Scientists reconstruct spring hydroclimate using living and dead alpine juniper shrubs
Alpine regions on the Tibetan Plateau are sensitive to climate change. Little is known, however, about their long-term hydroclimate variability due to short instrumental records.
A research team from the Institute of Tibetan Plateau Research of the Chinese Academy of Sciences established a 537-year standard shrub-ring chronology by cross-dating living and dead Wilson juniper (Juniperus pingii var. wilsonii) shrubs sampled near the Nam Co Lake on the south-central Tibetan Plateau.
Trees are absent in this area, where patches of alpine shrub species can survive. However, very few alpine shrub species there provide a rare opportunity to retrieve changes of alpine ecosystem by shrub-ring analysis. Among alpine shrubs, Wilson juniper is widespread throughout the south-central Tibetan Plateau.
The established shrub-ring width chronology is one of the world's longest shrub-ring chronologies. Shrub-ring chronology from 1605 to 2010 was then used to reconstruct mean May-June drought severity (Standardized Moisture Anomaly Index).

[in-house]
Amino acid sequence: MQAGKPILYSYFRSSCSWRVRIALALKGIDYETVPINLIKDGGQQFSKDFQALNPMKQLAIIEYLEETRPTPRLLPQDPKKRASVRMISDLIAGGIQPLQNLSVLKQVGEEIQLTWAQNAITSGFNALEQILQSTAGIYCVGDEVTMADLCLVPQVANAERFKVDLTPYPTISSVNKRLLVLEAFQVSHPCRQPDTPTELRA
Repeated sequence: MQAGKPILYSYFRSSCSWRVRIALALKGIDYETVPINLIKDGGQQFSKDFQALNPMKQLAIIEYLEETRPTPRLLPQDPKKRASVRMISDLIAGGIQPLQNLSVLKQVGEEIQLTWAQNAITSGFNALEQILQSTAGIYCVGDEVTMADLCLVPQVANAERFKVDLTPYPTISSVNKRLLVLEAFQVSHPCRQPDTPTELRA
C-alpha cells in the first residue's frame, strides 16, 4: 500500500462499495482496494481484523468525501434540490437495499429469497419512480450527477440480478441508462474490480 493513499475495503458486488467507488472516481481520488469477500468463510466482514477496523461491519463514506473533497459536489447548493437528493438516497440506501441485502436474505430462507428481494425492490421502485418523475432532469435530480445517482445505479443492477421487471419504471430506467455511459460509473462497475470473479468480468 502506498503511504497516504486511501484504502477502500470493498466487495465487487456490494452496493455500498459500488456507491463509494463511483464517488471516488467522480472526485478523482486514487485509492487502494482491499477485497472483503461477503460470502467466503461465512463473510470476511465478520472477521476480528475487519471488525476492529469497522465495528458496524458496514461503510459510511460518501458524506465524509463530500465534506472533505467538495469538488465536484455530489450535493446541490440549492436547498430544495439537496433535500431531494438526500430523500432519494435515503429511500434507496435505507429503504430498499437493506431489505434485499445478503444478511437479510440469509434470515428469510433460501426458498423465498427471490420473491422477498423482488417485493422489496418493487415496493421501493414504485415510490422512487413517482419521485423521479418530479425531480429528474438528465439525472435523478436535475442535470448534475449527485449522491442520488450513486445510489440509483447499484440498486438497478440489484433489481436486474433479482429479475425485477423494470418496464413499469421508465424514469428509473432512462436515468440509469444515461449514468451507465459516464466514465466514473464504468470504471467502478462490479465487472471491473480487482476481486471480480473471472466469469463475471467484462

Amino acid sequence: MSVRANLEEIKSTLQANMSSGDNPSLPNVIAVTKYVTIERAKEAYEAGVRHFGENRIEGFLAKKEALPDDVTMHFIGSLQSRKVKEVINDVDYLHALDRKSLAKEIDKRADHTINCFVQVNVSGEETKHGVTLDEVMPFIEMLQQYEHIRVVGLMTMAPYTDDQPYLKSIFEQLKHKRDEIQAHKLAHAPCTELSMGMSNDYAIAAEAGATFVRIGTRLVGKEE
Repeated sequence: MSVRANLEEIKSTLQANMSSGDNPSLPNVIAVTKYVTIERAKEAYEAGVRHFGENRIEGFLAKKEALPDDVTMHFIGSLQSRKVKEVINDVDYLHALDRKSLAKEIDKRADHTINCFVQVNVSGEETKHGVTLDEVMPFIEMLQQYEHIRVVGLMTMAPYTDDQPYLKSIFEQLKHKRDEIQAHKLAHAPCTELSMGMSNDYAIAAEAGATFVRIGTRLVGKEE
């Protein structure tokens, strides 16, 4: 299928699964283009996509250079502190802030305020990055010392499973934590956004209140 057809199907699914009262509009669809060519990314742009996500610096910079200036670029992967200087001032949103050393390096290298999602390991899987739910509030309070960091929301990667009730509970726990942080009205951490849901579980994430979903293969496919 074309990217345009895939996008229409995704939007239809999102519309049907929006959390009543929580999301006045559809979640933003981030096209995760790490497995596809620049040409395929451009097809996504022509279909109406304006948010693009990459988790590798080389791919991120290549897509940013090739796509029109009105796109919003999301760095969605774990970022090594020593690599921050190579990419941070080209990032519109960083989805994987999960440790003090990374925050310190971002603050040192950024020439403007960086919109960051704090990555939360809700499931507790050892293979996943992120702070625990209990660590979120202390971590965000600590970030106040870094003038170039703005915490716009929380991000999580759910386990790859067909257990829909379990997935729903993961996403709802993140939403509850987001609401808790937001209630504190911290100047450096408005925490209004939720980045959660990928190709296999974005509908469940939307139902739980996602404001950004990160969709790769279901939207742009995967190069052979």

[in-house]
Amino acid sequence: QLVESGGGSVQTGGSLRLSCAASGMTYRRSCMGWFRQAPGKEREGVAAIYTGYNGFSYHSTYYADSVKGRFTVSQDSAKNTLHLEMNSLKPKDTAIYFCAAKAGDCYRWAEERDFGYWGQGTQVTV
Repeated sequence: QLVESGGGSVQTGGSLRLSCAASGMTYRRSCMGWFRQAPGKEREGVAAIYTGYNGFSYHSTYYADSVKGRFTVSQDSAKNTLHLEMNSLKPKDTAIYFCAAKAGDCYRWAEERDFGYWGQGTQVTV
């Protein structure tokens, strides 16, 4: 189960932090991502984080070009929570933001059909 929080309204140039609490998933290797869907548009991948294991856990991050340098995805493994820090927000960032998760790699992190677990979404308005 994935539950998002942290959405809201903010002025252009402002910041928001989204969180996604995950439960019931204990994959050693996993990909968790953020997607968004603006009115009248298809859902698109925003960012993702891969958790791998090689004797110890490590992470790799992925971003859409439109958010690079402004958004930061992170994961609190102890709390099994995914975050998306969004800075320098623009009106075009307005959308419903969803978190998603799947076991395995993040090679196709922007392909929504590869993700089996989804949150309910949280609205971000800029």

Two long-term dry spring periods (1637-1683 and 1708-1785) occurred during the Little Ice Age implies that cold temperature may slow down hydrological cycle.
This study, published in Geophysical Research Letters, highlights the importance of alpine juniper shrubs in understanding hydrological cycle in dry, continental alpine treeless areas.
The shrub-ring chronology and reconstructed data are available at the National Tibetan Plateau Data Center.